2. Calvin the Pastor was a fairly amazing man. He preached frequently, at times almost daily, and sometimes multiple times a day, and regarded preaching as not merely the delivery of a message but a “pastoral event.” In addition, he also was active with pastoral visitation of his flock, devoting individual attention to their faith and sanctification. Beyond that, Calvin was a teacher, working with education at all levels (including the seminary level, where he taught John Knox, the founder of Scottish Presbyterianism-- thus our close roots with Calvin), and a social reformer, working to bring about civic and economic reform as the result of a theologically Reformed worldview. He wrote profusely, penning commentary on the entire Bible, works of catechetical instruction, much theology, and his most well-known work, The Institutes of the Christian Religion. All of this he accomplished while nurturing his marriage to his wife Idelette, and the children of her first marriage (she was a widow at 31 when he married her). Incidentally, both John and Idelette Calvin were frail in health, which presented a difficulty that he seldom allowed to interfere with his pastoral work. Calvin was the very model of a Reformed Pastor.
  3. Calvin’s Institutes of the Christian Religion is often looked on as a daunting and unapproachable work of theology. In many ways, it is-- with the translations of the final version (Calvin re-wrote it several times throughout his ministry, with the first edition being only 20% of the final version) hitting 1800 pages, it does not make for a short read; and as content goes, it is probably a notch or two higher than most Christians are accustomed to. However, Calvin’s goal was not to write a difficult seminary textbook; on the contrary, the goal for the Institutes was to offer the common Christian a guide to thinking and living according to their faith, and it is still quite useful for that purpose. (Let it be said that some of the difficulty in reading comes in the fact that there are no recent translations, and an up-to-date translation would inevitably result in a more approachable book.)

If you are interested in a good biography that will introduce you to all of the aspects of John Calvin’s life, you might try Robert Godfrey’s
John Calvin: Pilgrim and Pastor.

Happy birthday, Pastor Calvin-- your ministry continues to bless Christ’s church today, and I join thousands-- if not millions-- of others in giving thanks and praise to God for your work. I look forward to our fellowship in the new Jerusalem together!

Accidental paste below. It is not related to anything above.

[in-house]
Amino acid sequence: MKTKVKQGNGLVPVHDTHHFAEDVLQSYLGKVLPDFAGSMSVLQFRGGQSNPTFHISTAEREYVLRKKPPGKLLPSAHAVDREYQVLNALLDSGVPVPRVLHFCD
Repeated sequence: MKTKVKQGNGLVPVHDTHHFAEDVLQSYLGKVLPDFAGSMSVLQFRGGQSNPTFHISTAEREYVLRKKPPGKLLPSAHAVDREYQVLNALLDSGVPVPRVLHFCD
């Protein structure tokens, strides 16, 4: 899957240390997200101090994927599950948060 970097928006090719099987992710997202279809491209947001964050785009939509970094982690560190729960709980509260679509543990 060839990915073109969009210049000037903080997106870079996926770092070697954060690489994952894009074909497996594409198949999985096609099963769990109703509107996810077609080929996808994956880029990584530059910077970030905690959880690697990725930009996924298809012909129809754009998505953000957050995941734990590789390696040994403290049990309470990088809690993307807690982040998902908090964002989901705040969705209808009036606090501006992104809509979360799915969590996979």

*Check out Reformation 21’s ongoing reports of the Calvin 500 conference/trip. Also, the guys at Reformation 21 have been “blogging” through Calvin’s Institutes all year, and it has made for interesting reading (no, I haven’t read the whole blog).

Monday, July 6, 2009

Bits & Tidbits, July 6, 2009

Saturday, July 4, 2009

Independence Day

Happy Independence Day!

Here’s a good reminder of how today came to be so important (I swiped this idea completely from
Ed Stetzer):

Wednesday, July 1, 2009

Canada Day

Today is Canada Day-- that is, a celebration of the day (in 1867) when Canada was united as four provinces in a single country.

I have two things to say about Canada Day: first, Marcie and I have (for our whole marriage, actually) acknowledged Cinco de Mayo, which is not, in fact, the Mexican Independence Day, but is simply a day in honor of Mexican heritage and pride. We usually commemorate Cinco de Mayo by eating out at a Mexican restaurant. We have never acknowledged any observance of our northern neighbors, however. I think that will have to change this year, when we will have pancakes for supper tonight-- with maple syrup of course-- in honor of Canada Day.

Second, one of my most distinct memories from seminary involves Canada Day as its context and grounds. I will attempt to re-create the memory in words, but alas, I fear it will do little justice to it.

One of my more recognizable (on campus, anyway) classmates was a man named Lou Best, who is a retired Colonel in the U.S. military. Lou had spent a long career serving all over the world, and he had a rich sense of cultural and ethnic awareness. Lou spoke a number of languages with conversational fluency, including Spanish, French, German, Korean, Japanese, and a couple of African dialects-- and it wasn’t uncommon to catch Lou in conversation with one or more international students in their native tongue.

Lou was also one of the most gregarious and likable fellows around. AND, Lou loved to play jokes and pranks. Finally, because of his age and former career, most of the professors at Covenant Seminary regarded Lou as more of a peer than they did most of us, at least outside of the classroom (and sometimes in the classroom, as well).

With that in mind, imagine this scene: on July 1, 2003, I was sitting in a classroom with about 60 other students, studying biblical Hebrew under Jay Sklar. Jay (he told us to call him Jay) is about my age, and had begun teaching at CTS only a couple of years before then. Jay is also from Canada.

This was an evening class that met twice a week, for almost 3 hours each meeting. The normal events of that class included about 30 minutes of homework review, after which we would have a quiz. When we finished the quiz, we would take a break for about 10-15 minutes.

On that night, right before the quiz was to begin, Lou Best bursts in the doors. In his arms he is carrying a large cake box, and as he walks through the classroom toward the front he is announcing loudly the history of the formation of Canada. Jay, flustered by this sudden interruption, is fumbling for words and trying unsuccessfully to get a word in during Lou’s monologue.

When Lou gets to the front of the class, he opens the box to reveal a cake decorated as a Canadian flag, and immediately begins to sing the Canadian national anthem-- in French.

Jay just stands there awestruck, then slowly steps to attention and places his hand over his heart. Lou sings the entire Canadian national anthem-- in French-- and then smiles, shakes Jay’s hand, and walks out, leaving the cake for us to enjoy during our break.

We were in tears laughing so hard, and at that moment I realized anew how thankful I was that I was in the Kingdom with Lou, and would enjoy him and his antics for eternity in fellowship.

Happy Canada Day, everyone!